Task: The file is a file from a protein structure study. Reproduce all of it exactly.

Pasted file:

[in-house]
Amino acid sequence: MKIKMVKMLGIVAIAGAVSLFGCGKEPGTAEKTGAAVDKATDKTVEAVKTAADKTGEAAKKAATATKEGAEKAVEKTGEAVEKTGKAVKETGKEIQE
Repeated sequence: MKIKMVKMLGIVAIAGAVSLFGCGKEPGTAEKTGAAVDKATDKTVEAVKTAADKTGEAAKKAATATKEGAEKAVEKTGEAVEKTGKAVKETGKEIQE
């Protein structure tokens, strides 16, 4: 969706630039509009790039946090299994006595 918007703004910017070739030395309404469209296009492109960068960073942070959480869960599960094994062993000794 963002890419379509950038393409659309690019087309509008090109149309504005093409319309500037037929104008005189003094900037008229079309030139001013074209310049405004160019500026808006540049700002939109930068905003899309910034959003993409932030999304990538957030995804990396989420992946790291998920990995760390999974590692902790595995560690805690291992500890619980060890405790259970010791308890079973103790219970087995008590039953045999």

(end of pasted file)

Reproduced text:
[in-house]
Amino acid sequence: MKIKMVKMLGIVAIAGAVSLFGCGKEPGTAEKTGAAVDKATDKTVEAVKTAADKTGEAAKKAATATKEGAEKAVEKTGEAVEKTGKAVKETGKEIQE
Repeated sequence: MKIKMVKMLGIVAIAGAVSLFGCGKEPGTAEKTGAAVDKATDKTVEAVKTAADKTGEAAKKAATATKEGAEKAVEKTGEAVEKTGKAVKETGKEIQE
């Protein structure tokens, strides 16, 4: 969706630039509009790039946090299994006595 918007703004910017070739030395309404469209296009492109960068960073942070959480869960599960094994062993000794 963002890419379509950038393409659309690019087309509008090109149309504005093409319309500037037929104008005189003094900037008229079309030139001013074209310049405004160019500026808006540049700002939109930068905003899309910034959003993409932030999304990538957030995804990396989420992946790291998920990995760390999974590692902790595995560690805690291992500890619980060890405790259970010791308890079973103790219970087995008590039953045999």